Convert TIFF to PDF
Many document imaging devices, including scanners, digital copiers and fax machines capture files into TIFF format. While TIFF can be a suitable format for capture purposes, it is far from the ideal format for utilization beyond the capture process. PDF, especially compressed PDF, is a more versatile format. In order to take advantage of the many benefits that PDF has to offer, it is necessary to convert TIFF files into PDF format.
Why PDF is Better than TIFF
TIFF is an older and less evolved format than PDF. In 1987, when TIFF was originally developed, much of the functionality required by businesses today did not exist. Then, in 1992 Adobe created PDF (portable document format) with modern functionality and an eye toward future business needs.
While there have been few new enhancements to TIFF in recent years, PDF is continuously being modified and improved and is now superior to TIFF in several ways.
PDF is ideal for viewing since most computers have Adobe Reader built in. Conversely, a TIFF Reader cannot be assumed to be resident on most client machines. In addition, a PDF document will always view uniformly across platforms. The same consistency cannot be said of TIFF.
Text-Search and RetrievalCritical documents must be retrieved with immediate, pinpoint accuracy. PDF files are designed to accommodate efficient search by virtue of their built-in hidden text layer. That means when a query is made, the actual text of the document is searched. TIFFs typically require an extraneous text file, and when the query is made, this separate file is searched. Keeping a separate text file for scanned documents is tedious, slows down the search process, and makes database conversion much more difficult. In contrast, a PDF file is entirely self-contained.
File SizeFile size is critical when considering storage usage as well as speed-of-transmission over the Internet. Compressed PDF files use considerably less storage space and transmit 90% faster over the Internet than TIFF files.
A bitonal TIFF file is usually encoded using either the Group 3 encoding, e.g., fax transmission, or the Group 4 encoding, e.g., scanners and digital copiers. These compression methods are more than 15 years old and, although 15-20x smaller than the raw image file, no longer give the best compression rates. PDF, on the other hand, has support for both JBIG2, the new black and white image compression standard, and JPEG2000, the new color image compression standard.
As a result, PDFs can compress bitonal files up to 10x smaller than TIFF and color files up to 100x smaller than color TIFF with no loss in image quality.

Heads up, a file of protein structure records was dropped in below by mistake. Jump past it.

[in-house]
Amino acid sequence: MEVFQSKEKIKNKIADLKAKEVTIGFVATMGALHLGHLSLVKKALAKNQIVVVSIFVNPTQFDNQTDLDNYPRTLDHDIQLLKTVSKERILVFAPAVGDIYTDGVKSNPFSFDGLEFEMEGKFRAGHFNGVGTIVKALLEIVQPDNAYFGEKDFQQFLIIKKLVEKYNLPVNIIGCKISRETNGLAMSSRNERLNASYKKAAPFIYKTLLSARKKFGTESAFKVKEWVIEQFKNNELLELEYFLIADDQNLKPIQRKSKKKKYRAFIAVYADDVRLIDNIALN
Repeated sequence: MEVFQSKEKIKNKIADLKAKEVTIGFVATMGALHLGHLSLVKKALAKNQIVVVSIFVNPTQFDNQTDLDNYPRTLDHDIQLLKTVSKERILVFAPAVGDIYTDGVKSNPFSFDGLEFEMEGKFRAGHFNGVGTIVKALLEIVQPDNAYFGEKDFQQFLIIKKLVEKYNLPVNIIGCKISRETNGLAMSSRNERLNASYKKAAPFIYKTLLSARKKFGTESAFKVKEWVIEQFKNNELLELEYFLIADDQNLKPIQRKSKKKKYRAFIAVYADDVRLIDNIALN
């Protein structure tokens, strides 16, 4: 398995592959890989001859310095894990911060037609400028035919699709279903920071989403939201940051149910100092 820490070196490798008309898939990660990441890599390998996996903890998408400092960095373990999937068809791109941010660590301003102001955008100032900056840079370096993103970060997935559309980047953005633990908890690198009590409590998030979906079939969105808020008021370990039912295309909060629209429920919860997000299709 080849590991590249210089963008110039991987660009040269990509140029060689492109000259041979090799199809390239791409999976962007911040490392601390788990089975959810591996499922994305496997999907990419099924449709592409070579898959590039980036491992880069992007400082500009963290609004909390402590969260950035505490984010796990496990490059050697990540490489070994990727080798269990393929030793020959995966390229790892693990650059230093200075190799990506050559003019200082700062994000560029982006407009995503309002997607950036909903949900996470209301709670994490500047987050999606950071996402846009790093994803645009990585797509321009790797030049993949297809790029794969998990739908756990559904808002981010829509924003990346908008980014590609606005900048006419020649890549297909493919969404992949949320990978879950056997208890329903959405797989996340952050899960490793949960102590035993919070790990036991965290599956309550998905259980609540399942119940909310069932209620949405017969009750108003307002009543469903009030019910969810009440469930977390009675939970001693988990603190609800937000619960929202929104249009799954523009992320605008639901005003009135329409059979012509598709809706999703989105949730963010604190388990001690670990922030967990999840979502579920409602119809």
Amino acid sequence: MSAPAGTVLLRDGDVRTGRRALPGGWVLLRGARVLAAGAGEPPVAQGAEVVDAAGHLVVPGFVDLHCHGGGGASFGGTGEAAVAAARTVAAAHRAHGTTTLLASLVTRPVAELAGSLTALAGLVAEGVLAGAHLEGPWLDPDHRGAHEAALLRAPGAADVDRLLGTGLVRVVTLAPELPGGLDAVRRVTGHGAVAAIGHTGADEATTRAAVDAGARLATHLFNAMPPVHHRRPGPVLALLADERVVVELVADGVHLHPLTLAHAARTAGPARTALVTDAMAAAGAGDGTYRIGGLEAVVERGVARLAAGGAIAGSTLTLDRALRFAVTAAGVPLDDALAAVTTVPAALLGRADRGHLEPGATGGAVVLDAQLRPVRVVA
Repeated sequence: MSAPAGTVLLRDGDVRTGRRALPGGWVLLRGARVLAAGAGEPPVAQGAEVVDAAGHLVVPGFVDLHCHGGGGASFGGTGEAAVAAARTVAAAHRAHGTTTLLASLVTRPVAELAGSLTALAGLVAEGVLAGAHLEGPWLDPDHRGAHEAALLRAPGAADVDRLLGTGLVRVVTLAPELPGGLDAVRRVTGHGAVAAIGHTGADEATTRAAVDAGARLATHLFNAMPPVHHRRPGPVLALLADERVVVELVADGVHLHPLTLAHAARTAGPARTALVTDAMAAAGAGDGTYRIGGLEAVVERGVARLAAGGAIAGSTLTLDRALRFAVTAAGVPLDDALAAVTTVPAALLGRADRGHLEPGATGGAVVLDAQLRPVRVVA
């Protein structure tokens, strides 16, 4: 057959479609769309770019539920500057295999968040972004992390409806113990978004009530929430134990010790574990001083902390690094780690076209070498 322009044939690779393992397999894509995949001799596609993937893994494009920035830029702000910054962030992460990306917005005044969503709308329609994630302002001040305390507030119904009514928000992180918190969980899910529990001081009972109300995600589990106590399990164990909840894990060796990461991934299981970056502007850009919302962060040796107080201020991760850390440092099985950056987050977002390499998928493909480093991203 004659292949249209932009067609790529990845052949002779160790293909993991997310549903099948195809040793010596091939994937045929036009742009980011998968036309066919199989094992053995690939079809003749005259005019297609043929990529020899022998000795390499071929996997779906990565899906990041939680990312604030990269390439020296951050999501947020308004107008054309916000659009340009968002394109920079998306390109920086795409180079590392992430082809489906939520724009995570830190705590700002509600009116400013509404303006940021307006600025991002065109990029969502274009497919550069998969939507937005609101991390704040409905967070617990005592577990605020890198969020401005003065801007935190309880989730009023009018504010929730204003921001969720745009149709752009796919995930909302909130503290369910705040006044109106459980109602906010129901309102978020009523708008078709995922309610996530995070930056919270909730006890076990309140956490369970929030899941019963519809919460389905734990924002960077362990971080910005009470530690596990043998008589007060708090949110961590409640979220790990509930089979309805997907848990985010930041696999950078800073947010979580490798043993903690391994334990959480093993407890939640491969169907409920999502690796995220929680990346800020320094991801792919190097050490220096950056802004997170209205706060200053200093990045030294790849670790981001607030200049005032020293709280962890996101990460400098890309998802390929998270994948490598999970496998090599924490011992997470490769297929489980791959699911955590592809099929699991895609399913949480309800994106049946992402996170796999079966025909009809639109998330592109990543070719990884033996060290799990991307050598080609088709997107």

Captured & Generated Document Support
TIFF is an image format and any TIFF file is essentially a picture of the original image. A TIFF image is viewable and printable only in bitmap form, which tends to print and display slower than documents that are electronically formatted. A PDF file can either be kept in image form or converted to electronic form. This PDF versatility allows easy conversion of both image and electronic formats to PDF.
PDFs are very suitable for hosting online since they support Web streaming. In Web streaming, the first page displays as soon as it is downloaded. This same PDF optimization feature also supports opening the PDF file at any page.
When a 25-page document is stored, PDF maintains the original page order in one file. TIFF was primarily designed to scan single pages into storage. Since certain operations on multi-page TIFFs are difficult and not supported across viewer platforms, e.g., opening the document to a page which satisfies a search query, many database applications store a scanned document as single TIFF pages. Keeping a document preserved as a single multi-page database object, as PDF allows, is more intuitive than having each TIFF page as an attachment.
PDF sets itself apart from TIFF with a password-protected locking feature that TIFF doesn't offer. Once a document is in PDF, it can be protected against copying or editing and file access can be limited.
Preservation of Metadata
Every document contains a sub-level of information describing that document. This information is called metadata and includes such important information as author, date of creation, and comments. In conversion to PDF, all metadata is preserved. In conversion to TIFF, metadata is either lost or forced into TIFF tag fields that are non-standard and often irretrievable during a database conversion.
Many companies, in a diverse cross-section of industries, already convert their TIFF files to optimized, searchable, compressed PDF. By doing so, they gain the functionality necessary to provide employees and customers alike with efficient business processes. Ultimately, converting TIFF to compressed PDF saves companies both time and money.